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Global esports boom opening up new opportunities in Scottish education
British Esports Championships. Supplied/British Esports Association
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Global esports boom opening up new opportunities in Scottish education 

The surge in global popularity of online video games – or so-called electronic ‘esports’ – is starting to open up opportunities for new skills and careers development in Scotland’s education sector.  

According to an esports expert, the recreational pasttime not only teaches young people vital digital skills, but creates pathways for those seeking roles in the tech sector.

Esports differs from traditional gaming in that it is competitive and there is usually an interactive spectator element. There is also a lot of money up for grabs – at an amateur level, prize pools in UK vary from a few thousand pounds to nearer £20,000 for the top tournaments.

And it is growing in popularity – the value of the global esports market will reach $1.9 billion (£1.3bn) in 2022, representing an annual growth rate of 20.7 per cent.

Mark McCready, Scottish liaison officer at the British Esports Association – a UK-wide organisation which supports the burgeoning leisure pursuit – is currently in talks with three quarters of Scotland’s colleges in a bid to highlight the benefits of gaming.

“We’re not really encouraging young people to play more video games. We already know they play a lot of video games. What we’re really doing is bringing them in to work as a team and they’re working on their teamwork and leadership skills within that. They’re communicating constantly with each other,” McCready says.

“Some of these games actually promote your memory recall, it’s all about your dexterity as well with your reaction times, and even things like your analytical skills – you need to track what’s happening in the game, you need to be able to communicate all these things back and forth. So, you’re really not just developing digital skills, you’re also developing your digital literacy at the same time.”

Mark McCready, Scottish liaison officer at the British Esports Association

Esports in education can also support and encourage young people who don’t know what they want to do after school, helping prepare them for a career in the digital industries. But how?

McCready references data science as an example. He says: “A lot of these games follow a North American sports style, where everything’s based around statistics and analytics. So… you can start to imagine all the different variables and data points that you need to collect and process.

“And that also is a practical experience that can be used within the classroom, as an example. So there’s a lot of great examples and practical opportunities within esports as the extra-curricular opportunity that can stem into the curriculum as a whole.”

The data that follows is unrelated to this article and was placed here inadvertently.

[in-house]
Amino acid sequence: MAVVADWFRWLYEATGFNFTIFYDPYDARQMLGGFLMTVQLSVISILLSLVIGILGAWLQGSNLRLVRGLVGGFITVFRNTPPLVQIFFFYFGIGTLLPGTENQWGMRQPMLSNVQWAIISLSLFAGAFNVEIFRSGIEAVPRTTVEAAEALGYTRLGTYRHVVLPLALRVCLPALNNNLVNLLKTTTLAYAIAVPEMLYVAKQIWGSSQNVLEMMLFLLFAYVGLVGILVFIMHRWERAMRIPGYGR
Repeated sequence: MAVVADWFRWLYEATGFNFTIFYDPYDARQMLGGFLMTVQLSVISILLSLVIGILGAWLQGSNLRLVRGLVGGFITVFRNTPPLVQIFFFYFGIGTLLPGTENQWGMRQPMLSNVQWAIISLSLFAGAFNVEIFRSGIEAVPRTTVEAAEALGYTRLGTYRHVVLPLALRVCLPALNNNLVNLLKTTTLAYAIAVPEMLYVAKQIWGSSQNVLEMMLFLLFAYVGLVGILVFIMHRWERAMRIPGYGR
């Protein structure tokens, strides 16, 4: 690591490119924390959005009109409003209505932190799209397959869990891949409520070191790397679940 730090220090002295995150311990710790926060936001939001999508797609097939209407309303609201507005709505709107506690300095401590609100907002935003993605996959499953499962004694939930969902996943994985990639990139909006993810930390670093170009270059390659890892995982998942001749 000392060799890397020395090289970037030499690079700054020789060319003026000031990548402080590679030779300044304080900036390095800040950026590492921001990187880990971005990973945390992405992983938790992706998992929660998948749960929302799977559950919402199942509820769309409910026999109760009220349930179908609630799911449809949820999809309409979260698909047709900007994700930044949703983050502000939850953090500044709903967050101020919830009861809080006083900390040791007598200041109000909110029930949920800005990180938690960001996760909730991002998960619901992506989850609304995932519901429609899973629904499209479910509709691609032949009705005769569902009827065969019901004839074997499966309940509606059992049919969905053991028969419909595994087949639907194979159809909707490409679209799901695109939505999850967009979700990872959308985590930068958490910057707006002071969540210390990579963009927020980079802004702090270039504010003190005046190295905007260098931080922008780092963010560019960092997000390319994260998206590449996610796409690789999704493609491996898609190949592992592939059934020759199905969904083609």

He adds: “By bringing [games] into an educational environment, [students] can speak to the right people, and they can get the correct advice and support on how they can navigate their own career path or academic path.”

Last year, the British Esports Association partnered with the College Development Network to drive the introduction of esports in higher education.

This has had a positive influence on “where we’re wanting to be going in education in Scotland”, McCready says, and the number of colleges showing an interest in esports is increasing month on month.  

This “big push” to connect the esports and education sectors in the last year comes after the release of an esports qualification co-developed by the British Esports Association and global education publisher Pearson.

The BTEC qualification is this first of its kind in the world and has been approved in over 160 colleges in UK and worldwide.

McCready also credits the pandemic with sparking an increased interest in esports after highlighting the importance of digital skills.

Schools are “quite keen” too. In the past month, McCready says, he has spoke to over 25 teachers across the country. But there are “barriers” preventing esports from being easily implemented.

For instance, the ICT suites in many schools don’t support gaming. Investments in software upgrades or graphics cards – an expansion tool which generates a feed of output images to a display device – are necessary.

This could just be the beginning of an esports revolution. Earlier this year, the plans for a new 4,000 seat esports arena were unveiled in Dundee, which will cost between £40 million and £60 million.

The new venue, due for completion by 2024, will be sited next to Slessor Gardens and close to the V&A museum in the city, and will feature an esports academy for further and higher education, alongside conventional leisure, indoor sporting events, retail and a workspace.

Developer Northern Lights Arena Europe Limited (NLAE) is already working with Abertay University, Europe’s top ranked institution for video games education, to maximise the educational benefits of this project.

McCready says: “I think it is really exciting to see – and I think that the important part is, it’s the only [arena] in the UK that had esports within the business proposal.

“I think a lot of people are looking at it and saying ‘it is just a video game arena, what good is that going to be?’ But when you watch esports broadcasts, you see just the amount of quality and effort that’s put into the production behind it. And to be able to have that in Dundee in the heart of the gaming industry in Scotland is a fantastic opportunity.”

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